The Bennies of Climbing with Women

Women, gifted with balance, strength and flexibility, and the will to test themselves, can be intimidated around men. Climbing with other women provides you with a supportive environment to push your limits and bolster confidence.

By Tracy Martin | August 18th, 2016

Abbey Smith (spotting) and Olivia Hsu share the experience in Tsuen Wan, Hong Kong. Hsu grew up and established routes here. Photo: Caroline Treadway.

This article was published in Rock and Ice issue 237 (October 2016).

Stephanie came to Red Rock with four women friends for a weekend of fun in the sun and rock climbing. A couple of them led, and the others enjoyed the topropes.

Guiding their group, I sensed that Stephanie wanted to lead, but hesitated and just kept taking topropes.

She just needed a nudge. Stephanie had the physical ability to lead and she wanted to take charge of her climbing, to feel independent, to improve her skills. I encouraged her to get on the sharp end, yet she remained reluctant. Only when I explicitly gave her the option to bail at any time did she accept the challenge of leading.

Once she was on the rock, I coached as little as possible to let her think for herself. She worked through sequences, and her confidence shone while her doubts faded.

You can do more than you may think.

Women, gifted with balance, strength and flexibility, and the will to test themselves, can be intimidated around men. Climbing with other women provides you with a supportive environment to push your limits and bolster confidence.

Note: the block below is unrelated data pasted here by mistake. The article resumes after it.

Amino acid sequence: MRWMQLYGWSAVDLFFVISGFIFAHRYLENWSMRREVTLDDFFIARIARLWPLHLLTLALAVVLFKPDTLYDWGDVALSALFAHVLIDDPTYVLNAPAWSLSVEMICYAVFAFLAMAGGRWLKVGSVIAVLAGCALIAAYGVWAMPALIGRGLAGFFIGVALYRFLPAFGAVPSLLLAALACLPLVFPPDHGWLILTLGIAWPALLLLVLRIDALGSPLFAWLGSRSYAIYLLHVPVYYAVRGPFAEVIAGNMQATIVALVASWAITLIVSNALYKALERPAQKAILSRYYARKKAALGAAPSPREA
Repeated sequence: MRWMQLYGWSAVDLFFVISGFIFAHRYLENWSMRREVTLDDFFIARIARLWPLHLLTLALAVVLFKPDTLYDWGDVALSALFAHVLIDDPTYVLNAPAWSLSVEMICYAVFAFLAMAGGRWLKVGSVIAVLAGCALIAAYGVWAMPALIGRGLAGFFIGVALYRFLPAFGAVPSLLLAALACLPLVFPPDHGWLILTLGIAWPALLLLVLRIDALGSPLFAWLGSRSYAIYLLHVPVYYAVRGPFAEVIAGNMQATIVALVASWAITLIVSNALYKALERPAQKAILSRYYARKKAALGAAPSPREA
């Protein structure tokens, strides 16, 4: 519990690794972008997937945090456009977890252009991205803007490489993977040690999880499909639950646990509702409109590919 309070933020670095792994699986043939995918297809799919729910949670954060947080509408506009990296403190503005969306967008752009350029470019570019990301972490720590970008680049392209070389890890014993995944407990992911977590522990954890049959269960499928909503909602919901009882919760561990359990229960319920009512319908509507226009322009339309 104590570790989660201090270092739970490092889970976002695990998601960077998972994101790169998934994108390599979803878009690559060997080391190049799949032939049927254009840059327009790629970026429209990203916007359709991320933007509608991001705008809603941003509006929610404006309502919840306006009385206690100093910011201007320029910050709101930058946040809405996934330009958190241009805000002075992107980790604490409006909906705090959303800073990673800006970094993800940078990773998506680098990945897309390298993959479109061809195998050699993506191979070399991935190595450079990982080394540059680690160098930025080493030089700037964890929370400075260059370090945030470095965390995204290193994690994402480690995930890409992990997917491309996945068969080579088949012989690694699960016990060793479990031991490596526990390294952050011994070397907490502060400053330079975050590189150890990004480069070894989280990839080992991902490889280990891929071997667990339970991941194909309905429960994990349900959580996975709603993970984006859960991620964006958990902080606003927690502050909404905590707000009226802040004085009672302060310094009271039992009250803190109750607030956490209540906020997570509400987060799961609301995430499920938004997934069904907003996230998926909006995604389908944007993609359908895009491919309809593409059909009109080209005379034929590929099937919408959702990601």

1. Be a mentor for all women out there getting after it. Jump on every chance to encourage and cheer on new, as well as experienced, female climbers. The crag is a better place with our energy!

2. Lead by example. If someone wants to try a climb, but is having trouble committing, collaborate. You could climb the route first and scope options, especially ones that suit her size or skills, for where and how to rest, hand and foot holds, and gear placements or clipping stances.

3. Share beta. One of the greatest benefits of climbing with women is swapping beta with someone of similar size and strengths. Similarly, in crack climbing it is usually more useful to discuss hand- and finger-size cracks with other women. Just remember to adapt the beta to suit yourself and your own climbing.

Also, ask onlookers not to yell beta as you climb. You can always ask for suggestions if you get stuck.

4. Use an encouraging voice while pushing each other in small increments, and choose your words with care. I advise against yelling, “You got this!” especially when you have no idea if she does or not. Say things like “Look around,” “Relax” and “Breathe.”

5. Have fun. You will get to know each other and share life experiences while climbing. Relationships with your female climbing partner(s) may well become some of those you treasure most.




1. Speak up! Your opinions and goals matter. When you get to the crag or, better yet, before you arrive, pick out routes you want to climb. Many women find their agendas may become secondary, or that someone else assumes the lead, more often when they are climbing with men. Men can be more likely to arrive at the crag with a plan, and when women do not, they may defer (and can get stuck belaying a lot). You will benefit from having your own goals and ideas, and from leading rather than letting a guy take over. You may have to speak up to get your turn on the sharp end.

2. Empower yourself by learning to fall. If you dread falling, incorporate falling practice into your warm-up. Warrior’s Way ( has a Falling Clinic and the associated book, Espresso Lessons, contains advice on falling. Maximum Climbing ( by Eric Hörst has a chapter on the topic.

3. Learn to catch a heavier climber. I often see women concerned about catching a heavier male partner. Discover and practice how to give a cushioned catch safely. See “Eight Ways to Avoid Braking Bad: The Art of the Soft Catch.” Sport Climbing: From Toprope to Redpoint, Techniques for Climbing Success by Andrew Bisharat ( gives detailed advice.


TRACY MARTIN is an AMGA certified Rock Guide and a Warrior’s Way Instructor. She has been climbing 26 years and plans to climb 26+ more.


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